Pottery Shed Progress

The builders have been working here for a couple of weeks now and there is some progress to show for it. Some days they arrive later and other times they leave early, then have to work on Saturday to make up the time lost. Who’d be a builder? Trying to keep everyone happy. They have more than one job on the go to keep fully employed. Today they aren’t here. They told me that they have to go back to finish off a small job that was waiting for a few extra parts.

I asked if they think that they will finish before Xmas and was told emphatically “Yes!” Anyway, time will tell. Things will happen and everything will get done eventually.

I have been working as the builders labourer here and there to help speed things up. I keep well out of their way, but let them know I’m always ready to help where needed.

I spend the beginning of each day getting things sorted for the builders, putting the various parts in place as they are needed. I don’t have to do this. I choose to do it to keep the pace of the build up. If there is something menial to do, then it’s better that I do it, so as to keep them being productive. Then throughout the day I spend my time in the temporary workshop shed restoring doors and building windows, getting them ready for the builders. Sometimes making custom ‘flashing’ from sheet steel on the guillotine and pan break. Then in the afternoon and evening I spend time sorting and cutting old sheets of iron ready for the next day.

Yesterday, I spent part of the day cutting up sheets of tin into small narrow strips to make the little facia on the verandahs. It’s fiddly and time consuming hunting through the piles of off-cuts of tin to find suitably rusty and patinated bits that all match, or are compatible aesthetically and are suitable for the use and then to order them to make a pleasing composition. They just didn’t get it at first, but now It’s working out OK. So far I’m happy with it.

Each day I hunt through the stacks of 2nd hand, corrugated iron looking for just the right ones that all go together with the same or at least compatible surface textures, colours and rusty patches that have developed on their surfaces over their previous life. The builders didn’t understand this at first. It took a few days to get them to tune in on our ‘weird’ artistic aesthetic. I love the ‘wabi-sabi’ nature of old matt grey and slightly rusty iron. The builder couldn’t understand this approach at first. He is used to making car ports and garages that are totally shiny and every line dead straight, with all the screw heads just the right colour to match the ‘colour-bond’ sheeting. I think that he found it quite confronting to be asked to use 2nd hand galvanised iron, with all its rusted patina, dents and quirky character.

To make it even harder for him, I have collected every sheet that I could scrounge, with total disregard to whether or not the different ages of sheeting, with their different variations of corrugated profiles would match. It turns out that something as simple as corrugated iron can come from different eras with different ‘standard’ profiles. So what I have learnt is that there is no ‘standard’, and that the shape changes every so often to suit the manufacturers needs, due to changes in manufacturing machinery and techniques. For instance, the oldest sheeting was rolled sideways and the newer sheeting is rolled lengthways, then there was the change from imperial measure to metric. Older sheeting is thicker and heavier, while the most recent lengths are much thinner, but made from high tensile steel.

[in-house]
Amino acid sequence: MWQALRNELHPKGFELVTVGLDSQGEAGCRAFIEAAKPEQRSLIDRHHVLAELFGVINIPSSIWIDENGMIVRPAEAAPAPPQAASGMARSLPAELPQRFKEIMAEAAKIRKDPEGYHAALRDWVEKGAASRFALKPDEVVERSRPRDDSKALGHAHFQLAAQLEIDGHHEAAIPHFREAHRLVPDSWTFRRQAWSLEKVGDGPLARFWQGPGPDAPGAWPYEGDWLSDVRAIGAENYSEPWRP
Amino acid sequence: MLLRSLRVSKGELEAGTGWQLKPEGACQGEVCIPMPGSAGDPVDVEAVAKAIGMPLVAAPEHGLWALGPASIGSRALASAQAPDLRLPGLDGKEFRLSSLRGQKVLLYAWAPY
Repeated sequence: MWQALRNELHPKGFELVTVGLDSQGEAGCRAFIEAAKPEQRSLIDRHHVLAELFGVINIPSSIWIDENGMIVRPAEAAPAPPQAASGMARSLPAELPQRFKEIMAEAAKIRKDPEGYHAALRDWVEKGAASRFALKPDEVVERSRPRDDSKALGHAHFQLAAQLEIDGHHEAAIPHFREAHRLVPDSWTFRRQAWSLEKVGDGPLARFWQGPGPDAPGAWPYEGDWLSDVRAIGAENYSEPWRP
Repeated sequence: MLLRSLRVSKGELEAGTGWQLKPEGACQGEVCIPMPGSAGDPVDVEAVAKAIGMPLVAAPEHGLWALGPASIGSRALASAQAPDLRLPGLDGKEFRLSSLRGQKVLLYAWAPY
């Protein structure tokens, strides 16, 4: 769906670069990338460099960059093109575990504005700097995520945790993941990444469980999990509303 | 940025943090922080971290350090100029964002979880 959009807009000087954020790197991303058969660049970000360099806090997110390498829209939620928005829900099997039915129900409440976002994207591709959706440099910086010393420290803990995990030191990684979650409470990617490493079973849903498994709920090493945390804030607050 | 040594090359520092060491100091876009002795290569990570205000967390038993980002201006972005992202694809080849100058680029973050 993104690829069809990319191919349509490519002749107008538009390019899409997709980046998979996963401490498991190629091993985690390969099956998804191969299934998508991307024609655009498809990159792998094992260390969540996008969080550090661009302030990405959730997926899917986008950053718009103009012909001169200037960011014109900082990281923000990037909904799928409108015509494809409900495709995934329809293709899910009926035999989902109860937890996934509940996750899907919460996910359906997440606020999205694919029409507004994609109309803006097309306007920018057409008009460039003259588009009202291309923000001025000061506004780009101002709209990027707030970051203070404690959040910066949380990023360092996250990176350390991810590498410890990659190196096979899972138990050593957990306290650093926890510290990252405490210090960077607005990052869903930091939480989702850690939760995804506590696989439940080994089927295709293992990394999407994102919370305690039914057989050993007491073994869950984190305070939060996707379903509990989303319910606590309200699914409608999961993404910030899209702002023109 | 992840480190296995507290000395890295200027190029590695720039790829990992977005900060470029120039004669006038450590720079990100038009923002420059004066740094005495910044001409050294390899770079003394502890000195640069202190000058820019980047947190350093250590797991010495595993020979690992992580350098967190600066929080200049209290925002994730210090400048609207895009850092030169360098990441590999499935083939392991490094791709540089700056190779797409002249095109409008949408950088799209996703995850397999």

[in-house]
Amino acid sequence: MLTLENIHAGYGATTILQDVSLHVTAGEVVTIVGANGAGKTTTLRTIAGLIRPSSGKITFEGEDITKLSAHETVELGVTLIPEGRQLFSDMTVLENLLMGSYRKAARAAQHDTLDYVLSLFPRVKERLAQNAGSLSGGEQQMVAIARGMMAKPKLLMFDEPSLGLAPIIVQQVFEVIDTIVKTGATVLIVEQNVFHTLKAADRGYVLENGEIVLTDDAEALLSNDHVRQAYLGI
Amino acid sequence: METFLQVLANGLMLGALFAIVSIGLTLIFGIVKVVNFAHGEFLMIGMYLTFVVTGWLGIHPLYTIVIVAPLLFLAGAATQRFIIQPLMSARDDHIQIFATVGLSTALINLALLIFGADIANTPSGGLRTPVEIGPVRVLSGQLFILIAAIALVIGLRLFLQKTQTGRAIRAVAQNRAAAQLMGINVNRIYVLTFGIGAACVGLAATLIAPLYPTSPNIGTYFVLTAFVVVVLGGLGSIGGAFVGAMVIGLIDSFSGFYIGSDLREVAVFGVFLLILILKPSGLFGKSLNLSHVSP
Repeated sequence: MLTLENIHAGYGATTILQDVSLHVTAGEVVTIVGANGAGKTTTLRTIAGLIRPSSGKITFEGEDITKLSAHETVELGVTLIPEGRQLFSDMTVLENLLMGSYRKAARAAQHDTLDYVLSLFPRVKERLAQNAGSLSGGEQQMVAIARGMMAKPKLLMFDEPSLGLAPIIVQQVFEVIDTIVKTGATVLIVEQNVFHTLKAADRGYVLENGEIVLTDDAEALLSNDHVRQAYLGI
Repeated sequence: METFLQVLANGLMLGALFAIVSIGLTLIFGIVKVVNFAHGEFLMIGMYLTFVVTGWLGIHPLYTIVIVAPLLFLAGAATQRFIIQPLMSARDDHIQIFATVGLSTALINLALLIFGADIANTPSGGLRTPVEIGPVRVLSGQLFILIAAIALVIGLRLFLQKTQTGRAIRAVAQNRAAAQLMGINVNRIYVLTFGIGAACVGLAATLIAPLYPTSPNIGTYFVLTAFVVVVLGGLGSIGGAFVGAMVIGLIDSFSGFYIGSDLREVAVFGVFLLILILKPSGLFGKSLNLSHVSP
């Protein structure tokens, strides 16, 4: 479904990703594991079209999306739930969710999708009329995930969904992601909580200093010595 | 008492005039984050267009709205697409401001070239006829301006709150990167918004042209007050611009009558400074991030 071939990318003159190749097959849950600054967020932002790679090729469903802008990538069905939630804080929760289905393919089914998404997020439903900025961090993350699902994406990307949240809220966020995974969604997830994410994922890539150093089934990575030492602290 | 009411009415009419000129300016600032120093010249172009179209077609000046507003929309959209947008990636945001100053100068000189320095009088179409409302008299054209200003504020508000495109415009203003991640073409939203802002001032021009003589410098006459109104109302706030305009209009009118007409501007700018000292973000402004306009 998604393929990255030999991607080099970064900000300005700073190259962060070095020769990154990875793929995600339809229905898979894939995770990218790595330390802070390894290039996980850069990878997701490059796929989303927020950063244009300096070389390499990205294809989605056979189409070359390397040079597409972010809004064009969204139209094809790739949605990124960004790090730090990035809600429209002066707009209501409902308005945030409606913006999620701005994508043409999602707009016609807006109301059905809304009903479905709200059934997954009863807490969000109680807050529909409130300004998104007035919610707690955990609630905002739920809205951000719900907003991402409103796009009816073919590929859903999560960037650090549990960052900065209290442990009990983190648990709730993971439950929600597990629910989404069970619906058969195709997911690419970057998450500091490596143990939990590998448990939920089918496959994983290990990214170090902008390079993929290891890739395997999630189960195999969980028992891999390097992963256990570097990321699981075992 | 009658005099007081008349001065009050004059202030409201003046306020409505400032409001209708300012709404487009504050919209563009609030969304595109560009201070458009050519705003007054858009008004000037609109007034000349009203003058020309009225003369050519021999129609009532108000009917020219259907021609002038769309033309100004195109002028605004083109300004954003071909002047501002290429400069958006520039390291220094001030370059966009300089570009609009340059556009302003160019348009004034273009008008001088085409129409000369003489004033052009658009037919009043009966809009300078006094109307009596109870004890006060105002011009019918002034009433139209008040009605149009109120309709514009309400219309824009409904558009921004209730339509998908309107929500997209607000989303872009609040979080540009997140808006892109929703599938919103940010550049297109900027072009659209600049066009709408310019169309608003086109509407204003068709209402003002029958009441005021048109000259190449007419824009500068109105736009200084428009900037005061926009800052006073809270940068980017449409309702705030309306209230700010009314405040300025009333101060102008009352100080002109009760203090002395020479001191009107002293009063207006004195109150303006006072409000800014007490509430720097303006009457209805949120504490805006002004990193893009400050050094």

It’s an eclectic mix of whatever I could scrounge over the past 6 months. However, with careful selection – given enough time, I have been able to go through all of the dozen piles and sort out the closest matches. I saved the best, most rustic sheets, for the side facing the house that we will see every day and also inside the pottery studio. The worst, and by this I mean the perfect, modern, coloured, ‘colour-bond’ sheeting, was set aside for the front of the building that will eventually be bricked up and covered over, using our left-over sandstock bricks from when we built the house many years ago. In this way the front of the pottery facing the street will have a similar colour and texture as the Old School building. This is an attempt to maintain the visual amenity of the street scape.

In other areas, where I have been forced to use up the mottled variations of ‘colour bond’ sheeting, green, blue, grey and cream. These will eventually be painted over. I secretly hope that I do such a bad job of this, that some of it starts to peel off and flake a bit, just to keep in relationship to some of the other flakey iron buildings on the site.

Other outer walls are just plain weathered grey gal iron look. I have to use whatever I could find. And it all has to be used, as I don’t have the luxury of having too much to choose from. It has turned out that each elevation of the complex of 5 attached sheds has its own unique ‘shed-scape’ character. It has been a little bit of an effort to explain to the builders every day, the importance to me of matching the so-called ‘shit iron’ look that I’m after. ‘Wabi-sabi’ doesn’t translate into the Australian Building code, and isn’t dealt with in the TAFE course in steel shed construction 101!

We have made progress though. The builder said to me yesterday that he thought that it has started to turn out OK. “It doesn’t look as bad as I thought it would. That probably means that you are really happy with it”!

And I am!